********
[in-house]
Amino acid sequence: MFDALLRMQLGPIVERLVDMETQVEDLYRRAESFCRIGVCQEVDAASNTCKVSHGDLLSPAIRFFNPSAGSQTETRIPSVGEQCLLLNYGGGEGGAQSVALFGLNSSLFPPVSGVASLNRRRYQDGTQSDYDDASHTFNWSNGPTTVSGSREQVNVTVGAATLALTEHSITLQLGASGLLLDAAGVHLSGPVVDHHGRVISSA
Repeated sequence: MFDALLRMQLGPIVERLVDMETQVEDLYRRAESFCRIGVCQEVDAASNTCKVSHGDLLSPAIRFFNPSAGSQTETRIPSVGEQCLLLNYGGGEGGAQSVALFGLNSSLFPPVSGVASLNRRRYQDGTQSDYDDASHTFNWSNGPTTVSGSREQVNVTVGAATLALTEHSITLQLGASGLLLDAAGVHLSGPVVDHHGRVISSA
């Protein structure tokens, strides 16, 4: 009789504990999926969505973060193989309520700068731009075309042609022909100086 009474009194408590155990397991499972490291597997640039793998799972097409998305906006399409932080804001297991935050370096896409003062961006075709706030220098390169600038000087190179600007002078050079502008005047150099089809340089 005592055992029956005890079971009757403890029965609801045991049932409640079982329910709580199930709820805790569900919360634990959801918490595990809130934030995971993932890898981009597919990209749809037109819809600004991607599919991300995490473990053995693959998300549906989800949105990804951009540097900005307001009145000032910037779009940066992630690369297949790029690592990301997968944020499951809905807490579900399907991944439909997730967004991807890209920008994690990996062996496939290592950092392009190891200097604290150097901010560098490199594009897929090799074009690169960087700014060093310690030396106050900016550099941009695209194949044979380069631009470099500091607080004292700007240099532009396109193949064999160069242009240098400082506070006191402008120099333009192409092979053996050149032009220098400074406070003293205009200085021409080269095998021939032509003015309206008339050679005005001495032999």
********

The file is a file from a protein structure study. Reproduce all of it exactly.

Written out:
[in-house]
Amino acid sequence: MFDALLRMQLGPIVERLVDMETQVEDLYRRAESFCRIGVCQEVDAASNTCKVSHGDLLSPAIRFFNPSAGSQTETRIPSVGEQCLLLNYGGGEGGAQSVALFGLNSSLFPPVSGVASLNRRRYQDGTQSDYDDASHTFNWSNGPTTVSGSREQVNVTVGAATLALTEHSITLQLGASGLLLDAAGVHLSGPVVDHHGRVISSA
Repeated sequence: MFDALLRMQLGPIVERLVDMETQVEDLYRRAESFCRIGVCQEVDAASNTCKVSHGDLLSPAIRFFNPSAGSQTETRIPSVGEQCLLLNYGGGEGGAQSVALFGLNSSLFPPVSGVASLNRRRYQDGTQSDYDDASHTFNWSNGPTTVSGSREQVNVTVGAATLALTEHSITLQLGASGLLLDAAGVHLSGPVVDHHGRVISSA
């Protein structure tokens, strides 16, 4: 009789504990999926969505973060193989309520700068731009075309042609022909100086 009474009194408590155990397991499972490291597997640039793998799972097409998305906006399409932080804001297991935050370096896409003062961006075709706030220098390169600038000087190179600007002078050079502008005047150099089809340089 005592055992029956005890079971009757403890029965609801045991049932409640079982329910709580199930709820805790569900919360634990959801918490595990809130934030995971993932890898981009597919990209749809037109819809600004991607599919991300995490473990053995693959998300549906989800949105990804951009540097900005307001009145000032910037779009940066992630690369297949790029690592990301997968944020499951809905807490579900399907991944439909997730967004991807890209920008994690990996062996496939290592950092392009190891200097604290150097901010560098490199594009897929090799074009690169960087700014060093310690030396106050900016550099941009695209194949044979380069631009470099500091607080004292700007240099532009396109193949064999160069242009240098400082506070006191402008120099333009192409092979053996050149032009220098400074406070003293205009200085021409080269095998021939032509003015309206008339050679005005001495032999």